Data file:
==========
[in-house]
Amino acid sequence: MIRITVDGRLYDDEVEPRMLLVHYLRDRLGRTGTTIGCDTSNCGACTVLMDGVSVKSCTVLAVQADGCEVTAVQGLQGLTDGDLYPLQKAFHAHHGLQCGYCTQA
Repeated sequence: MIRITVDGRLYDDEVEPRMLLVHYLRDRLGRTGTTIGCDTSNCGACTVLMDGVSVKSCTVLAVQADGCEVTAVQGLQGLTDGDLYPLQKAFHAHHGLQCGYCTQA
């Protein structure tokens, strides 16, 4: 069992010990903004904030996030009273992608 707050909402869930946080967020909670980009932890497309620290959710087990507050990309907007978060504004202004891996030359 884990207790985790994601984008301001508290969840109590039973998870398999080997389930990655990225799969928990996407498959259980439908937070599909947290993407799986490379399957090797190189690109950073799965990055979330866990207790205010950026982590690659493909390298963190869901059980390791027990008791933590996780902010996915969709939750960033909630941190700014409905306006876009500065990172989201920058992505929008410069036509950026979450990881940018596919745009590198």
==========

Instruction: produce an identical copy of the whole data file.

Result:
[in-house]
Amino acid sequence: MIRITVDGRLYDDEVEPRMLLVHYLRDRLGRTGTTIGCDTSNCGACTVLMDGVSVKSCTVLAVQADGCEVTAVQGLQGLTDGDLYPLQKAFHAHHGLQCGYCTQA
Repeated sequence: MIRITVDGRLYDDEVEPRMLLVHYLRDRLGRTGTTIGCDTSNCGACTVLMDGVSVKSCTVLAVQADGCEVTAVQGLQGLTDGDLYPLQKAFHAHHGLQCGYCTQA
């Protein structure tokens, strides 16, 4: 069992010990903004904030996030009273992608 707050909402869930946080967020909670980009932890497309620290959710087990507050990309907007978060504004202004891996030359 884990207790985790994601984008301001508290969840109590039973998870398999080997389930990655990225799969928990996407498959259980439908937070599909947290993407799986490379399957090797190189690109950073799965990055979330866990207790205010950026982590690659493909390298963190869901059980390791027990008791933590996780902010996915969709939750960033909630941190700014409905306006876009500065990172989201920058992505929008410069036509950026979450990881940018596919745009590198």